Buffet's view on NCAV "cigar butts"

Hello Serenity,

I've been reading Buffet's 1989 annual letter and noticed that his tone seems to contradict some of the thing's he said in Superinvestors. Would definitely like to hear your insights on how to properly follow Graham's and Buffets principles. Do I look at NCAVs as a philosophy that is sustainable or is it something that really only works sometimes as Buffet said "that kind of approach to buying businesses is foolish".

For example From Superinvestors:

"One sidelight here: it is extraordinary to me that the idea of buying dollar bills for 40 cents takes immediately with people or it doesn’t take at all. It’s like an inoculation. If it doesn’t grab a person right away, I find that you can talk to him for years and show him records, and it doesn’t make any difference. They just don’t seem able to grasp the concept, simple as it is."
OR
" I have never been able to figure out why it’s riskier to buy $400 million worth of properties for $40 million than $80 million. And, as a matter of fact, if you buy a group of such securities and you know anything at all about business valuation, there is essentially no risk in buying $400 million for $80 million, particularly if you do it by buying ten $40 million piles for $8 million each. "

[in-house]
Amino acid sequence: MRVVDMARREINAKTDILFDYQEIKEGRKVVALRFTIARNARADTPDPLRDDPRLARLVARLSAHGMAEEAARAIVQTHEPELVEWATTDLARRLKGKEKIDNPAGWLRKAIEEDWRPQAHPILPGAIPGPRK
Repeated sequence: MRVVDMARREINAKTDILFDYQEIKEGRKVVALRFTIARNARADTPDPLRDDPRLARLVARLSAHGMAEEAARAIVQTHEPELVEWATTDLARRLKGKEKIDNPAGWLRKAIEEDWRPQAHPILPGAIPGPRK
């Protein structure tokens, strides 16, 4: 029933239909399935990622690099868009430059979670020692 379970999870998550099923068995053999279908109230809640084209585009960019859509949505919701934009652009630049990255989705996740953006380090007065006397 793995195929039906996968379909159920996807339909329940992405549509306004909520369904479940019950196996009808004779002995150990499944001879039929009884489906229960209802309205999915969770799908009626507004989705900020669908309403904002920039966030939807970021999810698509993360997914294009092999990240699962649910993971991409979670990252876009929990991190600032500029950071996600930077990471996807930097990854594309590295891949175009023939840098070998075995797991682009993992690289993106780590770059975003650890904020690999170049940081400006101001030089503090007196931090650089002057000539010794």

For example from the annual letter:
http://www.berkshirehathaway.com/letters/1989.html

"It's far better to buy a wonderful company at a fair price than a fair
company at a wonderful price. Charlie understood this early; I
was a slow learner. But now, when buying companies or common
stocks, we look for first-class businesses accompanied by first-
class managements."

Dear Gambit,

Thank you for your forum post!
Buffett appears to have evolved over the years, from being a cigar-butt bargain hunter to following Graham's Value Investing principles in their entirety.

Serenity's article - Is Warren Buffett A Value Investor? - discusses the topic in greater detail.

Graham Resources